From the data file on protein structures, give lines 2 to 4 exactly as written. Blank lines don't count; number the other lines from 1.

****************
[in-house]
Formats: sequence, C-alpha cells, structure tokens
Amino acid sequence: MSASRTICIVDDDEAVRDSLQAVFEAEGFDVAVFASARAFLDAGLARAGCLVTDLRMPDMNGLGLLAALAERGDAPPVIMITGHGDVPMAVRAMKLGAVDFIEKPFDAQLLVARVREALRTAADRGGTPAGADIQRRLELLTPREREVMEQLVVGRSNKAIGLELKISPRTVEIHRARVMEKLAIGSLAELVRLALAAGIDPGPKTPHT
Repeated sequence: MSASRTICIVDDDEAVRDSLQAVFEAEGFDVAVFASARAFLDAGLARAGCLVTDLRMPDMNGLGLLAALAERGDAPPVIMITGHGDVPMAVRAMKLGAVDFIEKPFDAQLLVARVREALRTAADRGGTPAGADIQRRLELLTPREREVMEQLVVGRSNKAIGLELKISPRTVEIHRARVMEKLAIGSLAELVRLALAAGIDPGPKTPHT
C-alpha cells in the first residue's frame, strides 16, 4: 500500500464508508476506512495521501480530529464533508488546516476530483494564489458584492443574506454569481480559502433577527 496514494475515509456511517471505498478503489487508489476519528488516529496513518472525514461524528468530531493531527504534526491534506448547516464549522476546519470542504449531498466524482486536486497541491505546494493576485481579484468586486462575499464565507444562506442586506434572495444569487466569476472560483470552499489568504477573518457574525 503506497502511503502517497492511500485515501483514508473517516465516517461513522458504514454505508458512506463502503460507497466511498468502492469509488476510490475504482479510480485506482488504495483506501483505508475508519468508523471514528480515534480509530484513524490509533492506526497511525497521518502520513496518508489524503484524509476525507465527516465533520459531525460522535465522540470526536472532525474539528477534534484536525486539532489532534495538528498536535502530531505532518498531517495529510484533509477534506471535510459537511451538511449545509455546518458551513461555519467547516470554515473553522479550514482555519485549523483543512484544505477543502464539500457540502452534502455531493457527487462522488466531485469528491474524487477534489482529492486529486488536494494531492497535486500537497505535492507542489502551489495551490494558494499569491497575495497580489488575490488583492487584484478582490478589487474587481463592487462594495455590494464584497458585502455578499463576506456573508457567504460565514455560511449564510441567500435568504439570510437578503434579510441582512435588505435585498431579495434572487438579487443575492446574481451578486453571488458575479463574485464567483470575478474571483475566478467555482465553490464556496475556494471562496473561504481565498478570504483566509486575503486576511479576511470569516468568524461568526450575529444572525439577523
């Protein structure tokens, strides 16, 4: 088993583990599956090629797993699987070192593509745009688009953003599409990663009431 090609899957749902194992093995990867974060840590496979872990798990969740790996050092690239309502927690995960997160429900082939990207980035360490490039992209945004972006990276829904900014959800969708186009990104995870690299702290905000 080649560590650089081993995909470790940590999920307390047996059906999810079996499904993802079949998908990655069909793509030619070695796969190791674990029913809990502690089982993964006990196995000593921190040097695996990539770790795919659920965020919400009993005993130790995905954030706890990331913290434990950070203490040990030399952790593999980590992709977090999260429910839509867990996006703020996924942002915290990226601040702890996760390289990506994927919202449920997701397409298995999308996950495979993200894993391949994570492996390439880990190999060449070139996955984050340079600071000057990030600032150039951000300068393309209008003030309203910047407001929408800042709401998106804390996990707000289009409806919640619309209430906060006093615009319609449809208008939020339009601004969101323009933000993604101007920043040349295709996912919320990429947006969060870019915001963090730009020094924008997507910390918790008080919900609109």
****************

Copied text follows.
Formats: sequence, C-alpha cells, structure tokens
Amino acid sequence: MSASRTICIVDDDEAVRDSLQAVFEAEGFDVAVFASARAFLDAGLARAGCLVTDLRMPDMNGLGLLAALAERGDAPPVIMITGHGDVPMAVRAMKLGAVDFIEKPFDAQLLVARVREALRTAADRGGTPAGADIQRRLELLTPREREVMEQLVVGRSNKAIGLELKISPRTVEIHRARVMEKLAIGSLAELVRLALAAGIDPGPKTPHT
Repeated sequence: MSASRTICIVDDDEAVRDSLQAVFEAEGFDVAVFASARAFLDAGLARAGCLVTDLRMPDMNGLGLLAALAERGDAPPVIMITGHGDVPMAVRAMKLGAVDFIEKPFDAQLLVARVREALRTAADRGGTPAGADIQRRLELLTPREREVMEQLVVGRSNKAIGLELKISPRTVEIHRARVMEKLAIGSLAELVRLALAAGIDPGPKTPHT